Around 3,000 ravens are hunted each year, which has lead to a serious decline in their numbers, reports RÚV.
Ravens are hunted because of the damage they can cause to crops and other bird species due to them feeding on eggs. Unlike many other bird species, however, there is no designated hunting season for Ravens and they can, therefore, be hunted freely all year round.
Kristinn Haukur Skarphéðinsson, a bird expert from the Environment Agency of Iceland said that actions need to be taken to preserve the species.
Needs to be protected
In the late ‘80s there were around 13,000 ravens in the country, but since then the numbers have rapidly dwindled.
“The ravens are threatened because their numbers have declined steadily for decades, and if nothing is done then there will be very few left in the future,” said Kristinn. “They are on the vulnerable list and will probably remain so.”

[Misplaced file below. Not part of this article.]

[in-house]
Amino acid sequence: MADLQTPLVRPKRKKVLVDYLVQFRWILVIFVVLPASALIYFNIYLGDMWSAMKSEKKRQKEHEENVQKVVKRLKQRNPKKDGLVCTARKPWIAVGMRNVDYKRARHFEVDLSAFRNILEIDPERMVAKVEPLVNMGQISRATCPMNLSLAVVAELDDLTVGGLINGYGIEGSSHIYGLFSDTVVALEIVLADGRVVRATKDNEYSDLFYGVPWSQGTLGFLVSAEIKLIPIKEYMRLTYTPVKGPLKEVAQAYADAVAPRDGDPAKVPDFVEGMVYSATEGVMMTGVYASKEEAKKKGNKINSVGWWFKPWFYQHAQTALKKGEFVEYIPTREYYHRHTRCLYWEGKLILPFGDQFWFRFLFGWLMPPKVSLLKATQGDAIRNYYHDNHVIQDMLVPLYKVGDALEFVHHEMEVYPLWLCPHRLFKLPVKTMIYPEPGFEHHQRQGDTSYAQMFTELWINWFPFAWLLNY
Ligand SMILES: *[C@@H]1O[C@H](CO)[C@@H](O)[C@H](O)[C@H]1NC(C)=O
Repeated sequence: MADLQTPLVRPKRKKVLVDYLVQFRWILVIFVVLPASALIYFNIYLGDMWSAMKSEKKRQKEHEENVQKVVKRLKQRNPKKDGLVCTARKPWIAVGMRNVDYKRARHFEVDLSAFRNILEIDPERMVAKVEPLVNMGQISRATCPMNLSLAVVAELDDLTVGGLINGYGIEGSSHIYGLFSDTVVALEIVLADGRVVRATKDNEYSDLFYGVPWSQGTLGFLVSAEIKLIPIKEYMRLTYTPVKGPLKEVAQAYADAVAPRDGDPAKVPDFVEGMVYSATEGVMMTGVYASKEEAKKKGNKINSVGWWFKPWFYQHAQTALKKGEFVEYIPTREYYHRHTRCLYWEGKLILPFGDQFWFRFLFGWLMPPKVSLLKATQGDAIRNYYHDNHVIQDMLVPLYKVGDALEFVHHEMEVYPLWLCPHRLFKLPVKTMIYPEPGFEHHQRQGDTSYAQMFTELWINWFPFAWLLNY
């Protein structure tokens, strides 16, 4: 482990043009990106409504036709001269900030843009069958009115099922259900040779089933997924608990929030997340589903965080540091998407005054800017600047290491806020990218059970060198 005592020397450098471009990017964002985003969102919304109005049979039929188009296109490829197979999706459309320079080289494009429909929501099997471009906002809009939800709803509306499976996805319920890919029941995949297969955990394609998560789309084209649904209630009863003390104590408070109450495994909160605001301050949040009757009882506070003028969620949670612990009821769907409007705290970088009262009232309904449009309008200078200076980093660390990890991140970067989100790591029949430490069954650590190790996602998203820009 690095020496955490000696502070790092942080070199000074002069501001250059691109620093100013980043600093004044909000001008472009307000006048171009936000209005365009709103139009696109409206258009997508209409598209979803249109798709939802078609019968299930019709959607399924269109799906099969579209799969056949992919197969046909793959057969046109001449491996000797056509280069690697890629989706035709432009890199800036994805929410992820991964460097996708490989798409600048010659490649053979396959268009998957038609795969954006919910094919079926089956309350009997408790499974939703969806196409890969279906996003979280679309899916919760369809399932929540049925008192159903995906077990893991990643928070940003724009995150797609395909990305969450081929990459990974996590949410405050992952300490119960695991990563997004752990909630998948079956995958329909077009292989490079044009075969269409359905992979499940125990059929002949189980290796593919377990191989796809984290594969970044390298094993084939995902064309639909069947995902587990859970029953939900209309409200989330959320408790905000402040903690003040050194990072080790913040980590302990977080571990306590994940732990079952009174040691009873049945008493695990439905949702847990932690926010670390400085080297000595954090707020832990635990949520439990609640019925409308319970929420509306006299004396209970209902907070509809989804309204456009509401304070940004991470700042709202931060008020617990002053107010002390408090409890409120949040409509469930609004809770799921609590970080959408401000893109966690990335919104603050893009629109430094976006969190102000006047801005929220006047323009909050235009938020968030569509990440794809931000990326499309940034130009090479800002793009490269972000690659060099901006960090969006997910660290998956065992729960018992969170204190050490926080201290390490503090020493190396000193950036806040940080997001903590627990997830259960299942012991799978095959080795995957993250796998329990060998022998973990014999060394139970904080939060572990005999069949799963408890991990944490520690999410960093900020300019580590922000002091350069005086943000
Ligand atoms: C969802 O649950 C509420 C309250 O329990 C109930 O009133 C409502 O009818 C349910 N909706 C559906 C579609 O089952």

He claimed that the agency will meet with the Björt Ólafsdóttir, the Minister for the Environment and Natural Resources later in the month to reiterate its view that Icelandic ravens should be protected, if they are to survive as a species.
The mythical bird
Throughout history the raven has been considered the holiest and most revered bird in all of the Nordic countries. Óðinn had two, some of the first settlers used them to find shore and sometimes they were even seen as gods.
But who cares about history and cool animals, right?